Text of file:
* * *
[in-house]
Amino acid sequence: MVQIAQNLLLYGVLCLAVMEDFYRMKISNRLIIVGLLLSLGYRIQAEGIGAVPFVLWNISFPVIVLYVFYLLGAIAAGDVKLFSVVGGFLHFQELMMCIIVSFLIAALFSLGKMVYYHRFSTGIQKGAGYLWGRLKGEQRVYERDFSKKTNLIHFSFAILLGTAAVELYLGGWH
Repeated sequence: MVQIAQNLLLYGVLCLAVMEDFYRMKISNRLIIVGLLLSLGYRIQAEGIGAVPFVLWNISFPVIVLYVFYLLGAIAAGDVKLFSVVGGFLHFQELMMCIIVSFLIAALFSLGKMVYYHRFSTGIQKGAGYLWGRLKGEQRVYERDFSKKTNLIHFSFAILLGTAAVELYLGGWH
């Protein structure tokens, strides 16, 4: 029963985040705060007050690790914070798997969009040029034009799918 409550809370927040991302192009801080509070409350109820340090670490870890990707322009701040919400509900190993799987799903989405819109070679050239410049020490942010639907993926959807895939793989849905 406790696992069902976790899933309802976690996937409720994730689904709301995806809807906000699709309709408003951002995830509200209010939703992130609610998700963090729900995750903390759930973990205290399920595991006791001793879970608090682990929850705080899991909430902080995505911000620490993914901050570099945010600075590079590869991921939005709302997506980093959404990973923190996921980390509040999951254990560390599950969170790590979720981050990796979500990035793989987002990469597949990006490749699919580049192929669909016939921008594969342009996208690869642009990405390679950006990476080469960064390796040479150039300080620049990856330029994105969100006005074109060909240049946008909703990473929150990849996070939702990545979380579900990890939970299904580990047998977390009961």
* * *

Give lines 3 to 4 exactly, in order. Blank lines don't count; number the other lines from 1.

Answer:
Repeated sequence: MVQIAQNLLLYGVLCLAVMEDFYRMKISNRLIIVGLLLSLGYRIQAEGIGAVPFVLWNISFPVIVLYVFYLLGAIAAGDVKLFSVVGGFLHFQELMMCIIVSFLIAALFSLGKMVYYHRFSTGIQKGAGYLWGRLKGEQRVYERDFSKKTNLIHFSFAILLGTAAVELYLGGWH
């Protein structure tokens, strides 16, 4: 029963985040705060007050690790914070798997969009040029034009799918 409550809370927040991302192009801080509070409350109820340090670490870890990707322009701040919400509900190993799987799903989405819109070679050239410049020490942010639907993926959807895939793989849905 406790696992069902976790899933309802976690996937409720994730689904709301995806809807906000699709309709408003951002995830509200209010939703992130609610998700963090729900995750903390759930973990205290399920595991006791001793879970608090682990929850705080899991909430902080995505911000620490993914901050570099945010600075590079590869991921939005709302997506980093959404990973923190996921980390509040999951254990560390599950969170790590979720981050990796979500990035793989987002990469597949990006490749699919580049192929669909016939921008594969342009996208690869642009990405390679950006990476080469960064390796040479150039300080620049990856330029994105969100006005074109060909240049946008909703990473929150990849996070939702990545979380579900990890939970299904580990047998977390009961």